Daniels-Hall v. Nat'l Educ. Ass'n, 629 F.3d
992, 998 (9th Cir. 2010). “[F]or a complaint to survive
a motion to dismiss, the non-conclusory factual content, and
reasonable inferences from that content, must be plausibly
suggestive of a claim entitling the plaintiff to
relief.” Moss v. United States Secret Serv.,
572 F.3d 962, 969 (9th Cir. 2009) (internal quotation marks
omitted). “A claim has facial plausibility when the
plaintiff pleads factual content that allows the court to
draw the reasonable inference that the defendant is liable
for the misconduct alleged.” Ashcroft v.
Iqbal, 556 U.S. 662, 678 (2009). “[O]nce a claim
has been stated adequately, it may be supported by showing
any set of facts consistent with the allegations in the
complaint.” Bell Atlantic Corp. v. Twombly,
550 U.S. 544, 563 (2007). The court, however, need “not
assume the truth of legal conclusions merely because they are
cast in the form of factual allegations.” Id.
“[A] plaintiff's obligation to provide the
‘grounds' of his ‘entitle[ment] to
relief' requires more than labels and conclusions, and a
formulaic recitation of the elements of a cause of action
will not do . . . .” Id. at 555.
claim that Plaintiff lacks standing and is judicially
estopped from asserting his claims based on his 2017
bankruptcy. Under 11 U.S.C. § 521(1), a bankruptcy
debtor is required to schedule all assets and liabilities.
Further, a bankruptcy estate includes “all legal or
equitable interests of the debtor in property as of the
commencement of the case.” 11 U.S.C. § 541(a)(1).
Causes of actions are generally considered assets
dischargeable in bankruptcy. Strong v. Prudential Ins.
Co. of Am., 172 F.3d 58 (9th Cir. 1999). The cause of
action becomes part of the estate regardless of whether the
plaintiff scheduled it, unless the bankruptcy trustee
abandons the claim. 11 U.S.C. § 541(a); Estate of
Spirtos v. One San Bernardino Cty. Superior Court Case
Numbered SPR 02211, 443 F.3d 1172, 1176 (9th Cir. 2006).
“[A] trustee of a bankruptcy estate is the
representative of the estate. As such, he has the capacity to
sue on behalf of the estate, and those with claims against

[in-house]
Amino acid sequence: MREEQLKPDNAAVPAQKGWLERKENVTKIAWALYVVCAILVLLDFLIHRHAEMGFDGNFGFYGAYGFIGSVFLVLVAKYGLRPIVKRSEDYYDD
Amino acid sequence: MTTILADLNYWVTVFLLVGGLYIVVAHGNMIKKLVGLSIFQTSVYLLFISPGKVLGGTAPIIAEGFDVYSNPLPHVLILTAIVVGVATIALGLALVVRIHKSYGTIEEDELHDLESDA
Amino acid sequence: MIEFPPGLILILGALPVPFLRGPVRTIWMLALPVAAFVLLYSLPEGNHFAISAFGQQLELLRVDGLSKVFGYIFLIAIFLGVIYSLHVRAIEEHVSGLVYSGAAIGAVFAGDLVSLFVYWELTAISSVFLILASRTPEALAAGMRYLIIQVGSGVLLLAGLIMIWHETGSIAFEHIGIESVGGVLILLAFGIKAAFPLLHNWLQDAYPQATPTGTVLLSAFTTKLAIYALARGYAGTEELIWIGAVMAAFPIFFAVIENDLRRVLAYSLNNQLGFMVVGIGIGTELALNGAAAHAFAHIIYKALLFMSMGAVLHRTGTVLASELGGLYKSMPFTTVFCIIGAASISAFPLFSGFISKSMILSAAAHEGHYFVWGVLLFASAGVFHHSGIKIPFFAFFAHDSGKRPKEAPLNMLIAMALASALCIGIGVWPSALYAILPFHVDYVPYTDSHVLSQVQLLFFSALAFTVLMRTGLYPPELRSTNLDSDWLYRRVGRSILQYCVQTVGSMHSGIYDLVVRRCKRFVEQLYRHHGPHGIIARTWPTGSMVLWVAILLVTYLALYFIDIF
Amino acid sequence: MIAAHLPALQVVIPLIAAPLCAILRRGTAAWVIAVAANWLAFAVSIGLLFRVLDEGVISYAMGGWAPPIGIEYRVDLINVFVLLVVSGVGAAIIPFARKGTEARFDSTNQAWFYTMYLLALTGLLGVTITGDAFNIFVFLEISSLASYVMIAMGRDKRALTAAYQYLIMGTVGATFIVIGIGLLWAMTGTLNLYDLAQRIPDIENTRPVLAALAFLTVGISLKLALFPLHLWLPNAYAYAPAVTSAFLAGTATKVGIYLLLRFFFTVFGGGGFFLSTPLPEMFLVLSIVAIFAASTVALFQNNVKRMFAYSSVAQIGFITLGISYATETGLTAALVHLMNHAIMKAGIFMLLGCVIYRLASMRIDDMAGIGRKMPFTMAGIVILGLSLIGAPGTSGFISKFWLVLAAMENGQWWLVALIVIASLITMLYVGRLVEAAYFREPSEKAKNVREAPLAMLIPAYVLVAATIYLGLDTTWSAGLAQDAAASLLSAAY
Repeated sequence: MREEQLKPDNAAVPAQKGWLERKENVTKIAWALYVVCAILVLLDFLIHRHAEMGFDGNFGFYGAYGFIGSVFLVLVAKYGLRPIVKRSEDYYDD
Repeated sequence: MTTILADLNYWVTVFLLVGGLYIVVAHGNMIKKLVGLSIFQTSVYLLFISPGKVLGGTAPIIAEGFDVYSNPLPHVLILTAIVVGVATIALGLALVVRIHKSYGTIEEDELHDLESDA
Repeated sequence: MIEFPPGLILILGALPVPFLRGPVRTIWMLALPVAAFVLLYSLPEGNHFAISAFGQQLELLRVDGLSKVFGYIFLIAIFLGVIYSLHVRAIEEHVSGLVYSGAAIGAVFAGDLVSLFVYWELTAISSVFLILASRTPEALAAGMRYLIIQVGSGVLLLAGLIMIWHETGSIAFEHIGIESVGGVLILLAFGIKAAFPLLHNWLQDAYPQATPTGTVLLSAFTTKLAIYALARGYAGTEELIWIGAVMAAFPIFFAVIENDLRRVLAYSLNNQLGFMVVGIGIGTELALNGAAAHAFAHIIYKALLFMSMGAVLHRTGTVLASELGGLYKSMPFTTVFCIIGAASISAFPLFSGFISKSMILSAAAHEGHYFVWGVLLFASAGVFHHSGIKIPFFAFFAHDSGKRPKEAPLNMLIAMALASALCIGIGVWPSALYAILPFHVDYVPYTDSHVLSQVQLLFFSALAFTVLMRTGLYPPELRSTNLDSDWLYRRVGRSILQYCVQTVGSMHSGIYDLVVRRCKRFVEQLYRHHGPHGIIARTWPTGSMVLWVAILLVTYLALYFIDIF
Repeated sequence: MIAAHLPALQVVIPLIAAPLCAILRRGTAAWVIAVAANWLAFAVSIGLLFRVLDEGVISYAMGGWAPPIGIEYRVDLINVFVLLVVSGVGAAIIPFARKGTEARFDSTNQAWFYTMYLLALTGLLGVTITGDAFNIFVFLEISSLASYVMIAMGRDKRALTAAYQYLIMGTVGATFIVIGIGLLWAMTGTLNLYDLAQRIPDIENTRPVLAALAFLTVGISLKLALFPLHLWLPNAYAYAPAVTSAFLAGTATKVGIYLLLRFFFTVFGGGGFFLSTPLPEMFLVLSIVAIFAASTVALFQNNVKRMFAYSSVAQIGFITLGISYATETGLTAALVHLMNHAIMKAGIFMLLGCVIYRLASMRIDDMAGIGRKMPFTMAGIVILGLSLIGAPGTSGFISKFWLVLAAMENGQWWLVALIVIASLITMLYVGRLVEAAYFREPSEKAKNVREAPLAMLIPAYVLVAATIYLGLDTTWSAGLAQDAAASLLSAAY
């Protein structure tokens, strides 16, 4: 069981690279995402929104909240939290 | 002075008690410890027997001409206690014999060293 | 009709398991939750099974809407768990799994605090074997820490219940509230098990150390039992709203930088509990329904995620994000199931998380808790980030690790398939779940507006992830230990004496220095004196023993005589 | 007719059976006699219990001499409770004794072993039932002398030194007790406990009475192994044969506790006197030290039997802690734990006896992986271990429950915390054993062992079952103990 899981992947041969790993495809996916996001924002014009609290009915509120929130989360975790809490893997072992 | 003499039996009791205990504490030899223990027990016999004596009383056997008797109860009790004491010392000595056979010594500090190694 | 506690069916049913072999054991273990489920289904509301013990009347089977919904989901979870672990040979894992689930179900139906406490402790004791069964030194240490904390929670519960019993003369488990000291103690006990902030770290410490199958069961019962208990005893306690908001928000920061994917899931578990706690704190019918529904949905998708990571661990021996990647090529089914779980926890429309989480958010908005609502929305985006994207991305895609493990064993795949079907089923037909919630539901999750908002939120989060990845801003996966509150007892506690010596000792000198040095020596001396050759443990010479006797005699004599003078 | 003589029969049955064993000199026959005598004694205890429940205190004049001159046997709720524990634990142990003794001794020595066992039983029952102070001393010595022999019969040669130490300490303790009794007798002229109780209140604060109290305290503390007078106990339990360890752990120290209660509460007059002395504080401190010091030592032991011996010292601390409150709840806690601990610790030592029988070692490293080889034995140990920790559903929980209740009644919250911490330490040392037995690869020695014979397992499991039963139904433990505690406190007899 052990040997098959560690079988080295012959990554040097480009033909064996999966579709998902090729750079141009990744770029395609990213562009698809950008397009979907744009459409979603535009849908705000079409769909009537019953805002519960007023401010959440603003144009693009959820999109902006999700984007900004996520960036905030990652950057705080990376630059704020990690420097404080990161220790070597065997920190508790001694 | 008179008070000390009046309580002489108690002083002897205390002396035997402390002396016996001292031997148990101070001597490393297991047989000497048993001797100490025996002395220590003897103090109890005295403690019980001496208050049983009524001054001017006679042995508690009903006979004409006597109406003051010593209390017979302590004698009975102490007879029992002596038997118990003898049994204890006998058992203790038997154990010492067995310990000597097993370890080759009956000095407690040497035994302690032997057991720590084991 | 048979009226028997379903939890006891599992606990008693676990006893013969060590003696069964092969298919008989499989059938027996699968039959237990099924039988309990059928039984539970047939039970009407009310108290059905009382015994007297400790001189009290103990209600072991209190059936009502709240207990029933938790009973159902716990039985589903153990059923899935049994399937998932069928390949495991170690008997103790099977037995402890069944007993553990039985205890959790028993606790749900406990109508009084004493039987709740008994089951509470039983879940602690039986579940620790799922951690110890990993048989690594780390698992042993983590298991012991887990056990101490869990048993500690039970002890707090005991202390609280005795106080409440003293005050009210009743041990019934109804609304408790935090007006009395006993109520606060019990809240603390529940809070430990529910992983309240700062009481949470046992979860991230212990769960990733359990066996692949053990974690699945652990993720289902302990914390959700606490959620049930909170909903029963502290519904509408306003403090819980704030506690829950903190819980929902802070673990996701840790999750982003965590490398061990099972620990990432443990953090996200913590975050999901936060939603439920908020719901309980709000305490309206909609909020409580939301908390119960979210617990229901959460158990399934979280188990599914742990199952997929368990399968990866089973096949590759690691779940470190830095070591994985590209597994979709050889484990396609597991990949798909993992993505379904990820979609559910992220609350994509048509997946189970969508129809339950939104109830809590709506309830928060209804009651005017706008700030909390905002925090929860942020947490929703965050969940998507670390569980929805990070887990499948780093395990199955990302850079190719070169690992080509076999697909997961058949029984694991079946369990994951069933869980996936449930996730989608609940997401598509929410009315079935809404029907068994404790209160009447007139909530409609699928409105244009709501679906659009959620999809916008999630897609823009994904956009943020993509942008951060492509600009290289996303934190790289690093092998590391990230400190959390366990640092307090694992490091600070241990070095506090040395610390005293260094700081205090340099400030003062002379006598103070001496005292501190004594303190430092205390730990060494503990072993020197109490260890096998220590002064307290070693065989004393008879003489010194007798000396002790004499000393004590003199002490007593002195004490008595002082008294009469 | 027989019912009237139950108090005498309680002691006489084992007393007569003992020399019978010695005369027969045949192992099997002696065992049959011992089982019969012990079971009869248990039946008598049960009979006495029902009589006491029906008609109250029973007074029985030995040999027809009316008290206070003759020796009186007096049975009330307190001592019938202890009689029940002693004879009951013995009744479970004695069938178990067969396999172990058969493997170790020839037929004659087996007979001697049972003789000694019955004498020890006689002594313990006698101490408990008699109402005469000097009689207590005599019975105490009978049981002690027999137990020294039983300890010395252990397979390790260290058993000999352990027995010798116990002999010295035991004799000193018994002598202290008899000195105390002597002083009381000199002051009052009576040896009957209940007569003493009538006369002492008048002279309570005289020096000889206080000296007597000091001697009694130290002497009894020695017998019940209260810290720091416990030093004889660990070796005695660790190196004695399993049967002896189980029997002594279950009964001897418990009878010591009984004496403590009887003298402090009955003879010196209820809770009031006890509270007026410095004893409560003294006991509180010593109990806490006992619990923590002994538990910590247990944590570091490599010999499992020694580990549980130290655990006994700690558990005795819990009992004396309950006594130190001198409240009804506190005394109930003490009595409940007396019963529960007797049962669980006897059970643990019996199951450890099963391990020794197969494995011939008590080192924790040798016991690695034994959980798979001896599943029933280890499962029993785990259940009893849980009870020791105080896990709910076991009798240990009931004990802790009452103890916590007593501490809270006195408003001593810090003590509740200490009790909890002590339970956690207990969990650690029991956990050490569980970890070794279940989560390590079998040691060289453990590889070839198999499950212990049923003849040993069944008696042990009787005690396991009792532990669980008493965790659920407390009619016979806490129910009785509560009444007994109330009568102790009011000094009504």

the estate can sue him.” Spirtos, 443 F.3d at
1175 (citations omitted).
case, Plaintiff did not list his claims as assets of the
bankruptcy estate. His claims all accrued by the time his
bankruptcy petition was filed in July of 2017 and well before
the discharge order was entered in October of 2017. The Court
finds that Plaintiff's RICO claim based on
Defendants' pre-discharge conduct was subject to the
injunctive power of the bankruptcy discharge. See
Spirtos, 443 F.3d at 1175-77 (dismissing civil RICO
claim for lack of standing based on the finding that only the
bankruptcy trustee had standing to sue); Johnson v.
Johnson, No. 1:15-CV-01793 MJS, 2016 WL 5235047, at *5-6
(E.D. Cal. Sept. 21, 2016), reconsideration denied,
No. 1:15-CV-01793 MJS, 2016 WL 6803567 (E.D. Cal. Nov. 17,
2016) (dismissing civil RICO claims based on a prior
bankruptcy discharge). The entirety of Plaintiff's civil
RICO claim is based on Defendants' activities from
approximately 2007 through mid-2017. Plaintiff bases his
claim on Defendants' repeated refusals to modify his
mortgage, repeatedly misplacing his modification
applications, and threats and demands. Plaintiff also alleges
that Defendants directly contacted him even though they knew
he retained counsel given the parties' participation in
the bankruptcy proceedings. In short, Plaintiff is seeking
damages for Defendants' pre-discharge conduct. Because
Plaintiffs civil RICO claim was subject to the bankruptcy
estate and not abandoned by the trustee, Plaintiff lacks
standing to bring the claim. Johnson, 2016 WL
5235047 at *6-7. Likewise, the Bankruptcy Code precludes
Plaintiffs FDCPA claim. See Walls v. Wells Fargo Bank,
N.A.,276 F.3d 502, 510 (9th Cir. 2002) (“While
the FDCPA's purpose is to avoid ...